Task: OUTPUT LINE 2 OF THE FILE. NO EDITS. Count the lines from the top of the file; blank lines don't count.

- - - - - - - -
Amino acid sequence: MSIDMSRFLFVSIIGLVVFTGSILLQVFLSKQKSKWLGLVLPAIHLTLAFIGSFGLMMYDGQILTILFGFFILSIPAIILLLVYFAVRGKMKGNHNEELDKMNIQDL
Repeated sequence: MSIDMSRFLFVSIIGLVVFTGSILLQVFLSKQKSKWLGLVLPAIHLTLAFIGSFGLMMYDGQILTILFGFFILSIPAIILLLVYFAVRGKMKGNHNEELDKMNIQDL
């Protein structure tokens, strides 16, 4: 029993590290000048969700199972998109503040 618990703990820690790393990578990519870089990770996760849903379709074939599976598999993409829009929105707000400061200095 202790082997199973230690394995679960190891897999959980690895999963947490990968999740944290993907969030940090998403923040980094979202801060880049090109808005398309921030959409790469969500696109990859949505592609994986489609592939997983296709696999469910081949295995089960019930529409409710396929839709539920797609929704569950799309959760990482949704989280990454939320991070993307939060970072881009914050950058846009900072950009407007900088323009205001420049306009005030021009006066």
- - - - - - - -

Repeated sequence: MSIDMSRFLFVSIIGLVVFTGSILLQVFLSKQKSKWLGLVLPAIHLTLAFIGSFGLMMYDGQILTILFGFFILSIPAIILLLVYFAVRGKMKGNHNEELDKMNIQDL